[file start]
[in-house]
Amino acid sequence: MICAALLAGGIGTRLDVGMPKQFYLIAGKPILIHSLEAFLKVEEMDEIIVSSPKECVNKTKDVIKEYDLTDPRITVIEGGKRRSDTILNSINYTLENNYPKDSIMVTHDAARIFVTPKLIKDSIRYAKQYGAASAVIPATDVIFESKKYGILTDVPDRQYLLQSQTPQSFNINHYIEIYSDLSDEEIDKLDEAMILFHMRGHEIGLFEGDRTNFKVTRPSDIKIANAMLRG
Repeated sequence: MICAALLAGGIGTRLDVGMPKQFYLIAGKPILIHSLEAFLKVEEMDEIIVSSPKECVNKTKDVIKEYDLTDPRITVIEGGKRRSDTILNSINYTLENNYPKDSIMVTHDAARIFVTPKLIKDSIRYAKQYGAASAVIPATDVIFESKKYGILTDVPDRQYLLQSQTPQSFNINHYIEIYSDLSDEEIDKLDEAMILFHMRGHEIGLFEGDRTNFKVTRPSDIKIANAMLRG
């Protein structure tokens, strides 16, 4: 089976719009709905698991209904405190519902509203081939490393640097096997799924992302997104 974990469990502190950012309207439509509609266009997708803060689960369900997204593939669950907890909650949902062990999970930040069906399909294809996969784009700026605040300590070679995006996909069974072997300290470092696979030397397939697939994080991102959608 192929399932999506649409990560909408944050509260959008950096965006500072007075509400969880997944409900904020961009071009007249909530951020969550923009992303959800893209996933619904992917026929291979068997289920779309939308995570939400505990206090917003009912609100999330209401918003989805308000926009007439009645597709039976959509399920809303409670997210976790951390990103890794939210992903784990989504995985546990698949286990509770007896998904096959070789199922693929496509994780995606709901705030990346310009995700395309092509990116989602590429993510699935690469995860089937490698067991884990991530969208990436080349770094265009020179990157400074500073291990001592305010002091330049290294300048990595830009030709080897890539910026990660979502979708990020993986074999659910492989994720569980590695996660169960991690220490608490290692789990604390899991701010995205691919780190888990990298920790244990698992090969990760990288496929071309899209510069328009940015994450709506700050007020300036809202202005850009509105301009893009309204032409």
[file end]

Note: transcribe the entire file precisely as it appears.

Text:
[in-house]
Amino acid sequence: MICAALLAGGIGTRLDVGMPKQFYLIAGKPILIHSLEAFLKVEEMDEIIVSSPKECVNKTKDVIKEYDLTDPRITVIEGGKRRSDTILNSINYTLENNYPKDSIMVTHDAARIFVTPKLIKDSIRYAKQYGAASAVIPATDVIFESKKYGILTDVPDRQYLLQSQTPQSFNINHYIEIYSDLSDEEIDKLDEAMILFHMRGHEIGLFEGDRTNFKVTRPSDIKIANAMLRG
Repeated sequence: MICAALLAGGIGTRLDVGMPKQFYLIAGKPILIHSLEAFLKVEEMDEIIVSSPKECVNKTKDVIKEYDLTDPRITVIEGGKRRSDTILNSINYTLENNYPKDSIMVTHDAARIFVTPKLIKDSIRYAKQYGAASAVIPATDVIFESKKYGILTDVPDRQYLLQSQTPQSFNINHYIEIYSDLSDEEIDKLDEAMILFHMRGHEIGLFEGDRTNFKVTRPSDIKIANAMLRG
């Protein structure tokens, strides 16, 4: 089976719009709905698991209904405190519902509203081939490393640097096997799924992302997104 974990469990502190950012309207439509509609266009997708803060689960369900997204593939669950907890909650949902062990999970930040069906399909294809996969784009700026605040300590070679995006996909069974072997300290470092696979030397397939697939994080991102959608 192929399932999506649409990560909408944050509260959008950096965006500072007075509400969880997944409900904020961009071009007249909530951020969550923009992303959800893209996933619904992917026929291979068997289920779309939308995570939400505990206090917003009912609100999330209401918003989805308000926009007439009645597709039976959509399920809303409670997210976790951390990103890794939210992903784990989504995985546990698949286990509770007896998904096959070789199922693929496509994780995606709901705030990346310009995700395309092509990116989602590429993510699935690469995860089937490698067991884990991530969208990436080349770094265009020179990157400074500073291990001592305010002091330049290294300048990595830009030709080897890539910026990660979502979708990020993986074999659910492989994720569980590695996660169960991690220490608490290692789990604390899991701010995205691919780190888990990298920790244990698992090969990760990288496929071309899209510069328009940015994450709506700050007020300036809202202005850009509105301009893009309204032409």